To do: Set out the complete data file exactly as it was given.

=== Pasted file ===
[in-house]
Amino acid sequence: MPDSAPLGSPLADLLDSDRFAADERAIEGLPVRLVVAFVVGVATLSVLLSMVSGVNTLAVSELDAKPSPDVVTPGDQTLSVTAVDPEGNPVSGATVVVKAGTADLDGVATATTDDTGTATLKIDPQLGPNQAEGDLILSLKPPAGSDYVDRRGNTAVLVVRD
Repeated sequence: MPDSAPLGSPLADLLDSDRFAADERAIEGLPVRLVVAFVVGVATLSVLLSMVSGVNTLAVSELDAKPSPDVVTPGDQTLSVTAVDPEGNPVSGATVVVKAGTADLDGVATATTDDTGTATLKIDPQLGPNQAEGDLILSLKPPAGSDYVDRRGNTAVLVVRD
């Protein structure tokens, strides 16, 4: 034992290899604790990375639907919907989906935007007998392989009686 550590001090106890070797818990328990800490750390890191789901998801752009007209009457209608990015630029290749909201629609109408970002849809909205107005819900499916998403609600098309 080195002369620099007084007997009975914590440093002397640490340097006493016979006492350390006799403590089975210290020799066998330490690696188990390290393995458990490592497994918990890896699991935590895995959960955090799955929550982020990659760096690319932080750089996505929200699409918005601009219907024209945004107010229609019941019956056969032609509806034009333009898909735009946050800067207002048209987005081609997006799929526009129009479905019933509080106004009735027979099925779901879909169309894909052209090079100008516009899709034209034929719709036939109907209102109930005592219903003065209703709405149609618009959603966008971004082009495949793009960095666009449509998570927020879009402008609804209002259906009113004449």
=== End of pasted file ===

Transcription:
[in-house]
Amino acid sequence: MPDSAPLGSPLADLLDSDRFAADERAIEGLPVRLVVAFVVGVATLSVLLSMVSGVNTLAVSELDAKPSPDVVTPGDQTLSVTAVDPEGNPVSGATVVVKAGTADLDGVATATTDDTGTATLKIDPQLGPNQAEGDLILSLKPPAGSDYVDRRGNTAVLVVRD
Repeated sequence: MPDSAPLGSPLADLLDSDRFAADERAIEGLPVRLVVAFVVGVATLSVLLSMVSGVNTLAVSELDAKPSPDVVTPGDQTLSVTAVDPEGNPVSGATVVVKAGTADLDGVATATTDDTGTATLKIDPQLGPNQAEGDLILSLKPPAGSDYVDRRGNTAVLVVRD
């Protein structure tokens, strides 16, 4: 034992290899604790990375639907919907989906935007007998392989009686 550590001090106890070797818990328990800490750390890191789901998801752009007209009457209608990015630029290749909201629609109408970002849809909205107005819900499916998403609600098309 080195002369620099007084007997009975914590440093002397640490340097006493016979006492350390006799403590089975210290020799066998330490690696188990390290393995458990490592497994918990890896699991935590895995959960955090799955929550982020990659760096690319932080750089996505929200699409918005601009219907024209945004107010229609019941019956056969032609509806034009333009898909735009946050800067207002048209987005081609997006799929526009129009479905019933509080106004009735027979099925779901879909169309894909052209090079100008516009899709034209034929719709036939109907209102109930005592219903003065209703709405149609618009959603966008971004082009495949793009960095666009449509998570927020879009402008609804209002259906009113004449």